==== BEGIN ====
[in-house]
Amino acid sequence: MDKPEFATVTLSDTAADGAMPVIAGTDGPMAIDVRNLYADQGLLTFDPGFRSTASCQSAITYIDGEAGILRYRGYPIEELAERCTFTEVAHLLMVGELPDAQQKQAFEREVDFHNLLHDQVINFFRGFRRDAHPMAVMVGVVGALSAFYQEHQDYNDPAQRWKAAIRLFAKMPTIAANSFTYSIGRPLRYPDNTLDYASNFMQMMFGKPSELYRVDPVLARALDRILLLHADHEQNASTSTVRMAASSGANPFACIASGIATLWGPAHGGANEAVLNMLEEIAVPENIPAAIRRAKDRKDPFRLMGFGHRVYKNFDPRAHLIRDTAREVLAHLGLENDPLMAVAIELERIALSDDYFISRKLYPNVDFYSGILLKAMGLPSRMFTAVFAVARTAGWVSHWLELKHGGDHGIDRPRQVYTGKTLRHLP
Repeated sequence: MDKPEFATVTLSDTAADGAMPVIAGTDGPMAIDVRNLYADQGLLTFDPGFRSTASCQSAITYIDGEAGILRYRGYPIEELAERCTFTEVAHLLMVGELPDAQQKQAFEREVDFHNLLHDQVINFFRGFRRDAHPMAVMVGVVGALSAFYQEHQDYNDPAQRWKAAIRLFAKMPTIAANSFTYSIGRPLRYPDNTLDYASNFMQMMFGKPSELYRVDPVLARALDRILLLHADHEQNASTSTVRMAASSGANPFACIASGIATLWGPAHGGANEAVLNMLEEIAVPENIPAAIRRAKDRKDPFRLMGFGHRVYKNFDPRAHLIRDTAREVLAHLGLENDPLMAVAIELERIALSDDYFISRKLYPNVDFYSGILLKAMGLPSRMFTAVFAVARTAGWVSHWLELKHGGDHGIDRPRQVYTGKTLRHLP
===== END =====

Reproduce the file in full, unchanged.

[in-house]
Amino acid sequence: MDKPEFATVTLSDTAADGAMPVIAGTDGPMAIDVRNLYADQGLLTFDPGFRSTASCQSAITYIDGEAGILRYRGYPIEELAERCTFTEVAHLLMVGELPDAQQKQAFEREVDFHNLLHDQVINFFRGFRRDAHPMAVMVGVVGALSAFYQEHQDYNDPAQRWKAAIRLFAKMPTIAANSFTYSIGRPLRYPDNTLDYASNFMQMMFGKPSELYRVDPVLARALDRILLLHADHEQNASTSTVRMAASSGANPFACIASGIATLWGPAHGGANEAVLNMLEEIAVPENIPAAIRRAKDRKDPFRLMGFGHRVYKNFDPRAHLIRDTAREVLAHLGLENDPLMAVAIELERIALSDDYFISRKLYPNVDFYSGILLKAMGLPSRMFTAVFAVARTAGWVSHWLELKHGGDHGIDRPRQVYTGKTLRHLP
Repeated sequence: MDKPEFATVTLSDTAADGAMPVIAGTDGPMAIDVRNLYADQGLLTFDPGFRSTASCQSAITYIDGEAGILRYRGYPIEELAERCTFTEVAHLLMVGELPDAQQKQAFEREVDFHNLLHDQVINFFRGFRRDAHPMAVMVGVVGALSAFYQEHQDYNDPAQRWKAAIRLFAKMPTIAANSFTYSIGRPLRYPDNTLDYASNFMQMMFGKPSELYRVDPVLARALDRILLLHADHEQNASTSTVRMAASSGANPFACIASGIATLWGPAHGGANEAVLNMLEEIAVPENIPAAIRRAKDRKDPFRLMGFGHRVYKNFDPRAHLIRDTAREVLAHLGLENDPLMAVAIELERIALSDDYFISRKLYPNVDFYSGILLKAMGLPSRMFTAVFAVARTAGWVSHWLELKHGGDHGIDRPRQVYTGKTLRHLP